A more complete change, however, may come from the Information and Development Technology for the Advanced Internet project (Tidia), recently approved by FAPESP’s council. “This is the next step for the Internet”, says Antônio Carlos Ruggiero, responsible for the installation of USP’s network in São Carlos and an advisor to the team that is studying the project. The purpose of the project is to stimulate the development of advanced technology in the Internet area. “Today, there are no more worries about Internet 1”, says Ruggiero. “It is now well established. But the applications for Internet 2 are still not available. There is a lack of technology, a lack of knowledge, and a lack of development in the area of research. This is what the program has to encourage”, he adds.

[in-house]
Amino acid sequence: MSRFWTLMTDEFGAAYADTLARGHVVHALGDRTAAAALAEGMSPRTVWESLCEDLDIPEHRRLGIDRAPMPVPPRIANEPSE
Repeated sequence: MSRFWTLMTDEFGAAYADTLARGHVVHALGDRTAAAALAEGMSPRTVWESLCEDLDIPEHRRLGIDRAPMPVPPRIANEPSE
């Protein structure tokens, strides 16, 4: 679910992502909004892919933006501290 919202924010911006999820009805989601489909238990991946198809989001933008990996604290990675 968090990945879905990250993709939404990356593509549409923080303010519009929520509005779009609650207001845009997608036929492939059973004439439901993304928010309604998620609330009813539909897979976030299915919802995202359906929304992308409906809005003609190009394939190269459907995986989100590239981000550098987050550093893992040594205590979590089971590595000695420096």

This venture follows a world-wide trend in the computing area, and it will include researchers from all over the world taking part. “It is something that is entirely new, less committed to production traffic than Internet 1”, says Ruggiero. With the new system, researchers will be able to carry out various experiments that today would be interrupted or would jeopardize the flow of data that runs over the networks. It is research, for example, in which the network has to be interrupted to install or to change equipment. These tests may give rise to novelties as impressive as those that a little over five years ago began to change the possibilities open to researchers in São Paulo.Republish